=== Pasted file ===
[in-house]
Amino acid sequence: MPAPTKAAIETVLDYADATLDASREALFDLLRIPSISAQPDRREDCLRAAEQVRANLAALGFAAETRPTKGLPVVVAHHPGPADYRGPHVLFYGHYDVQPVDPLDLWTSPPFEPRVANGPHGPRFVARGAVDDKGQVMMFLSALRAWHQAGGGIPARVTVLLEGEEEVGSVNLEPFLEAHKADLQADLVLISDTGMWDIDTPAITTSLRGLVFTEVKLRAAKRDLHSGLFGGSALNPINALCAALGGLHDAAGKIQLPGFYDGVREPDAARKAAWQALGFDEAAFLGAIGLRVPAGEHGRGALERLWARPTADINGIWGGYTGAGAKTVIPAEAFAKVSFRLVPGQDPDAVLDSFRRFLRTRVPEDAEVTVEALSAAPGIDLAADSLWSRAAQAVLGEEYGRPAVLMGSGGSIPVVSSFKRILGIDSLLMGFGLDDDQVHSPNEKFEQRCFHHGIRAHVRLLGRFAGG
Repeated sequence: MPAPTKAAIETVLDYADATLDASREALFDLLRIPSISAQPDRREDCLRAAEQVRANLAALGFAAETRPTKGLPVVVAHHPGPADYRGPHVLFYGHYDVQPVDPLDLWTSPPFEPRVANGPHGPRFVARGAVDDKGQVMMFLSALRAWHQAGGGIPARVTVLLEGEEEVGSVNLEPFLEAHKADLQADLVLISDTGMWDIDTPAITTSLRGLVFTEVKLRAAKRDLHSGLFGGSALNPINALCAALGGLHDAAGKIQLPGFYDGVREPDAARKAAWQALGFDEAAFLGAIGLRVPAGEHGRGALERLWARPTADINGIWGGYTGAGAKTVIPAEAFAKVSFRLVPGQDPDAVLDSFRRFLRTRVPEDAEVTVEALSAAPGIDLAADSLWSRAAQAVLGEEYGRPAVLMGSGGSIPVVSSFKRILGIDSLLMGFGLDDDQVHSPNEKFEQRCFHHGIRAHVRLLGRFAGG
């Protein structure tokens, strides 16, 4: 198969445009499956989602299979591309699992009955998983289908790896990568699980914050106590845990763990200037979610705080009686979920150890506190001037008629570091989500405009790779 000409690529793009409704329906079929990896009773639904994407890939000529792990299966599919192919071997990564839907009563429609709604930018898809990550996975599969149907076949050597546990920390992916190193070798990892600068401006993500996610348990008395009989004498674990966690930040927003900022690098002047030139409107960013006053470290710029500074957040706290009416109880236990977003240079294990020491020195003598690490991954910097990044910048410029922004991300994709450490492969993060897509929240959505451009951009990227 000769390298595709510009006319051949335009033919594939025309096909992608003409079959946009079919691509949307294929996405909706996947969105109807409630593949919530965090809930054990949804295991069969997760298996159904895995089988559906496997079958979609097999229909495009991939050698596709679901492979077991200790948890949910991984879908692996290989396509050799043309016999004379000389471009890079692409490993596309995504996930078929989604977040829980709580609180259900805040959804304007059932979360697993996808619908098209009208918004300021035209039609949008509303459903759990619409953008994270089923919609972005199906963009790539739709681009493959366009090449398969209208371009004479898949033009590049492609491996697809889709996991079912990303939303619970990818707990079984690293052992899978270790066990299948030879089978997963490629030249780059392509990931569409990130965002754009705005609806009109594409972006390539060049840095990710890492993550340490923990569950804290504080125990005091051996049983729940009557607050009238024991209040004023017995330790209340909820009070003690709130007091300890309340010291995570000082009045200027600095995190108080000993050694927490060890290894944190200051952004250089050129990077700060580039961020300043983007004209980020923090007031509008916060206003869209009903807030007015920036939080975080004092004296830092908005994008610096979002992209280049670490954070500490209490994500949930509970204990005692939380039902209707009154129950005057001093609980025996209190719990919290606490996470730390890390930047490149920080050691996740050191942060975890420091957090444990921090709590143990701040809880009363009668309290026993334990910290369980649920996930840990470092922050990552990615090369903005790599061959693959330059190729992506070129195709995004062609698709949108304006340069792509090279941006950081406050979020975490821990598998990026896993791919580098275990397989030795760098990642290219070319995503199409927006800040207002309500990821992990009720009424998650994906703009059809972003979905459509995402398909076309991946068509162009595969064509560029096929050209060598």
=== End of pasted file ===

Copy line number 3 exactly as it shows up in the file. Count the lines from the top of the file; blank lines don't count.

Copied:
Repeated sequence: MPAPTKAAIETVLDYADATLDASREALFDLLRIPSISAQPDRREDCLRAAEQVRANLAALGFAAETRPTKGLPVVVAHHPGPADYRGPHVLFYGHYDVQPVDPLDLWTSPPFEPRVANGPHGPRFVARGAVDDKGQVMMFLSALRAWHQAGGGIPARVTVLLEGEEEVGSVNLEPFLEAHKADLQADLVLISDTGMWDIDTPAITTSLRGLVFTEVKLRAAKRDLHSGLFGGSALNPINALCAALGGLHDAAGKIQLPGFYDGVREPDAARKAAWQALGFDEAAFLGAIGLRVPAGEHGRGALERLWARPTADINGIWGGYTGAGAKTVIPAEAFAKVSFRLVPGQDPDAVLDSFRRFLRTRVPEDAEVTVEALSAAPGIDLAADSLWSRAAQAVLGEEYGRPAVLMGSGGSIPVVSSFKRILGIDSLLMGFGLDDDQVHSPNEKFEQRCFHHGIRAHVRLLGRFAGG